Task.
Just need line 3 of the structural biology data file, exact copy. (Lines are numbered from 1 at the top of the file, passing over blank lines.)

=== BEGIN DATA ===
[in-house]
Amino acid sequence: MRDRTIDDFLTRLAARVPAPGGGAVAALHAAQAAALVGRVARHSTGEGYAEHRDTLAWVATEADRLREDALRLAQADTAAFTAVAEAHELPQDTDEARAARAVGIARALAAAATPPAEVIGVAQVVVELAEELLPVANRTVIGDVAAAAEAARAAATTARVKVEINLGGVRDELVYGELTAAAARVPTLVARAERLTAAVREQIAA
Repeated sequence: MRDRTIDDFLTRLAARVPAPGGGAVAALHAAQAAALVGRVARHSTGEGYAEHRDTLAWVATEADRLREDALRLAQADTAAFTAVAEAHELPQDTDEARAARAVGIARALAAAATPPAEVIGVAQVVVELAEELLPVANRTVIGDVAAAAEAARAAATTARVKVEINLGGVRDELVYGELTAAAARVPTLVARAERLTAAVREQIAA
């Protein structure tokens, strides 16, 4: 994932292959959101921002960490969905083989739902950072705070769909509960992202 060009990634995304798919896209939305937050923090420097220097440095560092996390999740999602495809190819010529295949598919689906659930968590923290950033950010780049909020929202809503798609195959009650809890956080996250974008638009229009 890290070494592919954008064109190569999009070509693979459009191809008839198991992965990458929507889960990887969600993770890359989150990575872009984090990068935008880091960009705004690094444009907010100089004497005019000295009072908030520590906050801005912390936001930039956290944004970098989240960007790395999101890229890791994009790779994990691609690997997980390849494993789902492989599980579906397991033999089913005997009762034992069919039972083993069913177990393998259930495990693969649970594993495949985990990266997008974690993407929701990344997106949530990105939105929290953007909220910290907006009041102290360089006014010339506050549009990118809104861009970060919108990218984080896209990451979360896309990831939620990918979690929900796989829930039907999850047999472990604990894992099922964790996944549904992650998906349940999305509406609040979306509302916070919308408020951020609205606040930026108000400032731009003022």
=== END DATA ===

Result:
Repeated sequence: MRDRTIDDFLTRLAARVPAPGGGAVAALHAAQAAALVGRVARHSTGEGYAEHRDTLAWVATEADRLREDALRLAQADTAAFTAVAEAHELPQDTDEARAARAVGIARALAAAATPPAEVIGVAQVVVELAEELLPVANRTVIGDVAAAAEAARAAATTARVKVEINLGGVRDELVYGELTAAAARVPTLVARAERLTAAVREQIAA